3 Important Ways to Teach Black History All Year Long
By Kirsten Hammond
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Have you considered sharing information about Black History with your students – not just in February, but throughout the year?
During childhood, as an African American girl, I would always feel embarrassed around February when teachers would share some facts over the announcements about famous African Americans. Where I lived, that was the extent of Black History Month. There was never any depth to what we learned.
One thing I wish I had as a child was more resources to learn more about black history and inspiration from African Americans from all walks of life.
Not just your typical famous African Americans that we know about – but those who were also very successful and made powerful impacts in other areas.
Here are a few ways to incorporate and share information about Black History Month in a way that involves students of all backgrounds, allows for safe (and powerful discussions), and can be done year-round!
Reflect on Quotes from Famous People in Black History
Find famous quotes from African Americans from a variety of industries, such as entertainment, athletes, civil rights activities, or politicians.
You could do a writing prompt where students reflect on what the quote means to them. Do a quick-write where students write the meaning of the quote (in their opinion) and allow students to share. Give a little background information on the person who said the quote.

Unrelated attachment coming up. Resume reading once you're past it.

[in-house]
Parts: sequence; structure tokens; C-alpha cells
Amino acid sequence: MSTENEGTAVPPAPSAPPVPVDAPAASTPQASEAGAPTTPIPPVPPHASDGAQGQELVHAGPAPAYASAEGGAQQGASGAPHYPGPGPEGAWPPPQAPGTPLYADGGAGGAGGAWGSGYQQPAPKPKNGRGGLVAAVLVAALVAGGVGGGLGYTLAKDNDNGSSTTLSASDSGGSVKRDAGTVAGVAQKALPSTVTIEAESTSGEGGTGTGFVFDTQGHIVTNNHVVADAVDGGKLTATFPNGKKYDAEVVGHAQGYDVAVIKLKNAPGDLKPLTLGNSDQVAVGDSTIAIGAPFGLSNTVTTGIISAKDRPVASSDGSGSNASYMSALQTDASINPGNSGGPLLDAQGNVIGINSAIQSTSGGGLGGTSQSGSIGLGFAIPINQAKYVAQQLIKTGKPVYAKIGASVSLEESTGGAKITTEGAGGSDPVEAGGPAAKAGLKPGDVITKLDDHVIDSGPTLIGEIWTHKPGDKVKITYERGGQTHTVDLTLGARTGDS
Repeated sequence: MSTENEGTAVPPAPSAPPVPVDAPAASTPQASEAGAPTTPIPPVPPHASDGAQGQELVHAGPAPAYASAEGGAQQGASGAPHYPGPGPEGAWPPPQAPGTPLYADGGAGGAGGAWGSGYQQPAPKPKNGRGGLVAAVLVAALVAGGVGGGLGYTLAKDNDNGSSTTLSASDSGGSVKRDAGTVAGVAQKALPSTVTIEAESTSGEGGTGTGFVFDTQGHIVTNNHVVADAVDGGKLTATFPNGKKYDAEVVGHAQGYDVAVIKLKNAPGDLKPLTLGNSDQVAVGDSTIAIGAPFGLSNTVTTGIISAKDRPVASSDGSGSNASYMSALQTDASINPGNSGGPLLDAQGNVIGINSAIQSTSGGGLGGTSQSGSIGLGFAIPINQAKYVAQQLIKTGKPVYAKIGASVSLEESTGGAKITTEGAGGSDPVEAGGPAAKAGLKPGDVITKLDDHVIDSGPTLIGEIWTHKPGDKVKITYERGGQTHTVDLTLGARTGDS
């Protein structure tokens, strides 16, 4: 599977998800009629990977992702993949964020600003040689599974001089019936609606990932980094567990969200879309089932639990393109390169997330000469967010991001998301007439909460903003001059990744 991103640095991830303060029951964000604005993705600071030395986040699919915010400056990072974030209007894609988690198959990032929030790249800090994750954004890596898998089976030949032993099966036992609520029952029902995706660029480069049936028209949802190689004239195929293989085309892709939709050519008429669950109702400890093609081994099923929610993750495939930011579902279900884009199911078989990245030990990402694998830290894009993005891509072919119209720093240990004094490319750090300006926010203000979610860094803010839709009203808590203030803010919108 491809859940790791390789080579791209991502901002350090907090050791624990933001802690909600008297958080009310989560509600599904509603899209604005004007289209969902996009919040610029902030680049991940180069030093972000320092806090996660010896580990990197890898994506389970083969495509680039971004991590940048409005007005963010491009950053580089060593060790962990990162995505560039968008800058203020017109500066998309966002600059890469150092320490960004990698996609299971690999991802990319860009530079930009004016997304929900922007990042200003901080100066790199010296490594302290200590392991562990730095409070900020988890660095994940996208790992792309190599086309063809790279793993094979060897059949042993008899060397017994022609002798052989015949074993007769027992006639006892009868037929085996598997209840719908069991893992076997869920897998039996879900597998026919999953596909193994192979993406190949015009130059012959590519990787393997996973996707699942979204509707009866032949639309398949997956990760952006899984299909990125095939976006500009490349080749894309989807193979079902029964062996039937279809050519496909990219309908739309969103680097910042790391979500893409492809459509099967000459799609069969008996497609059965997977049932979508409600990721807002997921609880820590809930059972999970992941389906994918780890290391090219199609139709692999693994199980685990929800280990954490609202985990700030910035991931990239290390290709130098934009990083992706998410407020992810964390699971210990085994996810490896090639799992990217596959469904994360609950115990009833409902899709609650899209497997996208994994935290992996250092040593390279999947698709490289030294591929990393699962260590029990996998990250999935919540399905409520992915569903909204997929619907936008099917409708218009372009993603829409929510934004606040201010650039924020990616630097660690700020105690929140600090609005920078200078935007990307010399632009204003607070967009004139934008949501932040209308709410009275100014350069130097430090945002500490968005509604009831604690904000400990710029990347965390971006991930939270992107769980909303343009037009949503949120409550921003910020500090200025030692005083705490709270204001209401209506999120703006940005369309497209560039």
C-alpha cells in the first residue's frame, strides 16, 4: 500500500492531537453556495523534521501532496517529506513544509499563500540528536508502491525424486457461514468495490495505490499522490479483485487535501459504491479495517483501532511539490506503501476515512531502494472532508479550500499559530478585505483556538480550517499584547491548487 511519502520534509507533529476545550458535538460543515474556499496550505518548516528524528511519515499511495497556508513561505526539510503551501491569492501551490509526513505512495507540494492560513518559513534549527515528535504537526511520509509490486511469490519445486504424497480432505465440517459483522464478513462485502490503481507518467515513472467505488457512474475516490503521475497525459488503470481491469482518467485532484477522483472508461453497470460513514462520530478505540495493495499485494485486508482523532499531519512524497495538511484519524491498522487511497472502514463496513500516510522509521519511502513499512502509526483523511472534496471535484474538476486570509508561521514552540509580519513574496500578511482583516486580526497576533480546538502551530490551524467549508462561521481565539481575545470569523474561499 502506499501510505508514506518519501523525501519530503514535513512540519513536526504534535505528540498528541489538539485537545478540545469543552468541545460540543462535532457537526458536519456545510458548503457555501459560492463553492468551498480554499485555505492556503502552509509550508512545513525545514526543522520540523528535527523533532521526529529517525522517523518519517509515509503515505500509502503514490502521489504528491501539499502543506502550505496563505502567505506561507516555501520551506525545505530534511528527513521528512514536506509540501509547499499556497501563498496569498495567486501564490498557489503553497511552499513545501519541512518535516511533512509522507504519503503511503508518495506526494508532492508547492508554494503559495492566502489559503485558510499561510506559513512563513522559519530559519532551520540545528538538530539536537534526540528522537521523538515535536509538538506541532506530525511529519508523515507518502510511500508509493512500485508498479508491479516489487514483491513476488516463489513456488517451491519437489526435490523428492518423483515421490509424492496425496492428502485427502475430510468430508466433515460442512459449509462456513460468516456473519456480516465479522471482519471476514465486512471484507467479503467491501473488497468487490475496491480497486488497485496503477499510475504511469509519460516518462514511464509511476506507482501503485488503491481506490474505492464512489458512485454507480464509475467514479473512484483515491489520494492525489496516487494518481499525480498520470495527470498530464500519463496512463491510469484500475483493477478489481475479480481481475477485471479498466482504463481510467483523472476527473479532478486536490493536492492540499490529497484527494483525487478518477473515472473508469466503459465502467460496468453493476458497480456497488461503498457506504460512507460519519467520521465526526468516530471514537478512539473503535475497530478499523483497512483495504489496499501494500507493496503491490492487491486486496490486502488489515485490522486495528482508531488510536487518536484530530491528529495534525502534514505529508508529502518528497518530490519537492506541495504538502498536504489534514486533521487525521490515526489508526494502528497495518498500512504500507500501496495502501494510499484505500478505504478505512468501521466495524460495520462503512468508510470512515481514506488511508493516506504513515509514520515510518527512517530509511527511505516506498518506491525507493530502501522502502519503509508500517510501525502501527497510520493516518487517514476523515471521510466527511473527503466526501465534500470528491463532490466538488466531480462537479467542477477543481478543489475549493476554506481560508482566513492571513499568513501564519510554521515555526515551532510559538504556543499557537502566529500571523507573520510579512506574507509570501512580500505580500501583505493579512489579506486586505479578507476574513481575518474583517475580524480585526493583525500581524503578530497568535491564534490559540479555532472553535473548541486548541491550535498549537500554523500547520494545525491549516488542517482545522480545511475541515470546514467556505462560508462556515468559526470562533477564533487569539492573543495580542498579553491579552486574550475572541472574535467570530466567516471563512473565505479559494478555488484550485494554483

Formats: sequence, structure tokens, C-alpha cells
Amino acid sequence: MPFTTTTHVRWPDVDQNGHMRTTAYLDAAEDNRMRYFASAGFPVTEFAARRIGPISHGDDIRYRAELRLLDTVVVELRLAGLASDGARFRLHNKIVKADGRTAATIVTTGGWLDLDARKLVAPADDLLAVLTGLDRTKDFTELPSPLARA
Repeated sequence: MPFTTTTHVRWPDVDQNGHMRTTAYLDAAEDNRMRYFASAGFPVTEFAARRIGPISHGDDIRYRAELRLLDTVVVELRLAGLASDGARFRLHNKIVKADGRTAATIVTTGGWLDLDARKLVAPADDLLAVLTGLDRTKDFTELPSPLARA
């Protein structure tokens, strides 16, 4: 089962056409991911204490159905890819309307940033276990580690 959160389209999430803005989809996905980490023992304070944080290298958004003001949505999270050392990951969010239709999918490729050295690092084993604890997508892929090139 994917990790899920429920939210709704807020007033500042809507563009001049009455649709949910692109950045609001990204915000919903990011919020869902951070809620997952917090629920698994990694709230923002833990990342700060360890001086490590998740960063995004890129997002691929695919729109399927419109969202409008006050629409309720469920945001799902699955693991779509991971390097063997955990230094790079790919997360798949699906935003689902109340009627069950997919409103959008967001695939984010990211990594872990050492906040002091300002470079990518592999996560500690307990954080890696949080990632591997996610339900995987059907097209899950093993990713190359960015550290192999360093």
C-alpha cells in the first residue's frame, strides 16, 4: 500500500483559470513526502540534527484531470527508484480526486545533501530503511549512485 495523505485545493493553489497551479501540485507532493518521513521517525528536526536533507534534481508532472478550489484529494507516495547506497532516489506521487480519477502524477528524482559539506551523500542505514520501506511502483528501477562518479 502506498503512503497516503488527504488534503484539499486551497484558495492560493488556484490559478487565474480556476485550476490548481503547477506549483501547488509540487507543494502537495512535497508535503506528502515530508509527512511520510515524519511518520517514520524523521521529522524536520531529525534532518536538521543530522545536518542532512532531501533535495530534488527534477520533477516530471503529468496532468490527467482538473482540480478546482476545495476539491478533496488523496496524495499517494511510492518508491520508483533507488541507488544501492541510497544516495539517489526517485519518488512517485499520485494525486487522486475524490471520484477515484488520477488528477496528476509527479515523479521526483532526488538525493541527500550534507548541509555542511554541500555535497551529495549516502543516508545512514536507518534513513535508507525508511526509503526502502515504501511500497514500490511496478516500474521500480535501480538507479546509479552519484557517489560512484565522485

Dialogue with students about the meaning of the quotes is integral. You may get a variety of angles and opinions. Be sure to welcome all insights (within reason).
One of my resources was recently featured on the TpT blog! You can check out more information about my Motivational Posters here!
Integrate Black History in your Reading Block
Biography passages on famous African Americans doesn’t have to be highlighted in February – it can be done all year!
I love having students read biographies and answer multiple choice questions (to help build reading comprehension skills). This can be done in your small groups, stations, literacy centers, or assigned for homework or distance learning.
Allow Students to Research People in Black History
Sometimes giving students free range to research people in black history based on their own interests is the way to go! There are a variety of kid-friendly online encyclopedias or websites for students to research.
You can have students research a person and create a poster about it. If you’re looking for project ideas (for any subject) check out this blog post on student choice!
Celebrating is Important
Black History Month is important to recognize (and celebrate), not just in February but all year. Recognizing the accomplishments of a group of people who, throughout generations, has shown resiliency despite the odds, can help inspire the generations to come.
Whether it be quotes from famous African Americans, mini biographies or passages about leaders in black history, or even allowing students to research their own area of interest – the possibilities are endless! Students of all grades have an opportunity to learn more about people in Black History.
Most importantly, the focus should be on celebrating diversity and acknowledging our own history as a nation. Taking time each month, especially during February for Black History Month, to appreciate those who fought for civil rights or made incredible strides in different industries is essential.
Whatever you decide, be sure that your students are getting access to accurate information about people in black history and how their stories have shaped our culture today. To get you started, click on each picture for some great Black History resources for Grades 3-5!
Click on each picture to take a look at Black History resources for Grades 3-5!
Kirsten is a former 3rd and 5th grade teacher who loves helping upper elementary teachers by creating resources and sharing ideas that are engaging, research-based, and TEKS-aligned. She is a work-from-home mama of 3 rambunctious little ones and loves running, true crime, and lots of coffee.